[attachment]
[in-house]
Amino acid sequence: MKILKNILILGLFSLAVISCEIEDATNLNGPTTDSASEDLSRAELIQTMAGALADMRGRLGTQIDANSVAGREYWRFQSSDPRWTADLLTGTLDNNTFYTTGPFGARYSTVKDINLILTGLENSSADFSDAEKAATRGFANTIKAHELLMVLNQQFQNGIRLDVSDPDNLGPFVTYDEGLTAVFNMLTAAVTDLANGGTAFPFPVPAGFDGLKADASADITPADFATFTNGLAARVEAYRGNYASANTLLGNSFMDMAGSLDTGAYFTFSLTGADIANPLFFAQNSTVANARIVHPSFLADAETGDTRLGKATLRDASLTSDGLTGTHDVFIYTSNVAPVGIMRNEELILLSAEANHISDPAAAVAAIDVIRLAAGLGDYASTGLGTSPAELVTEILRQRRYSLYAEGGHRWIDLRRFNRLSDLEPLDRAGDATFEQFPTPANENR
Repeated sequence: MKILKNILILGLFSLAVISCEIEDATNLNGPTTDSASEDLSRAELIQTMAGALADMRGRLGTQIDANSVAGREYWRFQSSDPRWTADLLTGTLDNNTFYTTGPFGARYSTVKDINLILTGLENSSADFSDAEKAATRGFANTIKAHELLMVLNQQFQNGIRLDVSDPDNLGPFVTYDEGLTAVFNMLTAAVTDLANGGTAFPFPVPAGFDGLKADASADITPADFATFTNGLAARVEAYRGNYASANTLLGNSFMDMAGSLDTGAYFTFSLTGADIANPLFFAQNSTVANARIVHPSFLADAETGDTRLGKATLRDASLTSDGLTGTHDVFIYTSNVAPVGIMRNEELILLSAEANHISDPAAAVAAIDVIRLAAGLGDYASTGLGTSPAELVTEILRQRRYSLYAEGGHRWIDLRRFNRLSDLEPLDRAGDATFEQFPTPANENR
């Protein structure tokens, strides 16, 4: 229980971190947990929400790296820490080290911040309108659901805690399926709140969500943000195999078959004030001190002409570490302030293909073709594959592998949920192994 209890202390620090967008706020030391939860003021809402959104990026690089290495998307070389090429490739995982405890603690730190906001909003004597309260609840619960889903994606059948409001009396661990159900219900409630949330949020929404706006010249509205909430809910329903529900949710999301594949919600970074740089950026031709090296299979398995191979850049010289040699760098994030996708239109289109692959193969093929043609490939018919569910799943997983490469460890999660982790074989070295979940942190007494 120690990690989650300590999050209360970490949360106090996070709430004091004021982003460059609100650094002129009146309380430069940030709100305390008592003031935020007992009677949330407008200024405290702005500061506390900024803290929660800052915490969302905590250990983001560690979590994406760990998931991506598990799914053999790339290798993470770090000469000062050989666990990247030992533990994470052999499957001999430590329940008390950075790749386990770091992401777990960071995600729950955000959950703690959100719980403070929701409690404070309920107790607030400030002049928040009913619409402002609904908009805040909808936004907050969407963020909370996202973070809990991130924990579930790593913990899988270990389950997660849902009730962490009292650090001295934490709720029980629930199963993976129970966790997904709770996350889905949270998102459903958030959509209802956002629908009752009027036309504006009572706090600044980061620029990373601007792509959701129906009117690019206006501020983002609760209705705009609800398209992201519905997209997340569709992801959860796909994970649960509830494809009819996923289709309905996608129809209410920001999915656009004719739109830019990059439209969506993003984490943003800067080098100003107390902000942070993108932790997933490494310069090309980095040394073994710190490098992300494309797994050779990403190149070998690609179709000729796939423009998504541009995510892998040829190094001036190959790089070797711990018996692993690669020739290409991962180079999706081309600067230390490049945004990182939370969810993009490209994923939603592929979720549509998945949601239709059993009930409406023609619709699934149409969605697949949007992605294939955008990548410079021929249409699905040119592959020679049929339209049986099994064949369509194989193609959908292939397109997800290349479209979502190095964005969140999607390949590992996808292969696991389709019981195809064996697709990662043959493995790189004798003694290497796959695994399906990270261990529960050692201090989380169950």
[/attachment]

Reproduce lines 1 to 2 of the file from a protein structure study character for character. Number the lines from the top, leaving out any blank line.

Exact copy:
[in-house]
Amino acid sequence: MKILKNILILGLFSLAVISCEIEDATNLNGPTTDSASEDLSRAELIQTMAGALADMRGRLGTQIDANSVAGREYWRFQSSDPRWTADLLTGTLDNNTFYTTGPFGARYSTVKDINLILTGLENSSADFSDAEKAATRGFANTIKAHELLMVLNQQFQNGIRLDVSDPDNLGPFVTYDEGLTAVFNMLTAAVTDLANGGTAFPFPVPAGFDGLKADASADITPADFATFTNGLAARVEAYRGNYASANTLLGNSFMDMAGSLDTGAYFTFSLTGADIANPLFFAQNSTVANARIVHPSFLADAETGDTRLGKATLRDASLTSDGLTGTHDVFIYTSNVAPVGIMRNEELILLSAEANHISDPAAAVAAIDVIRLAAGLGDYASTGLGTSPAELVTEILRQRRYSLYAEGGHRWIDLRRFNRLSDLEPLDRAGDATFEQFPTPANENR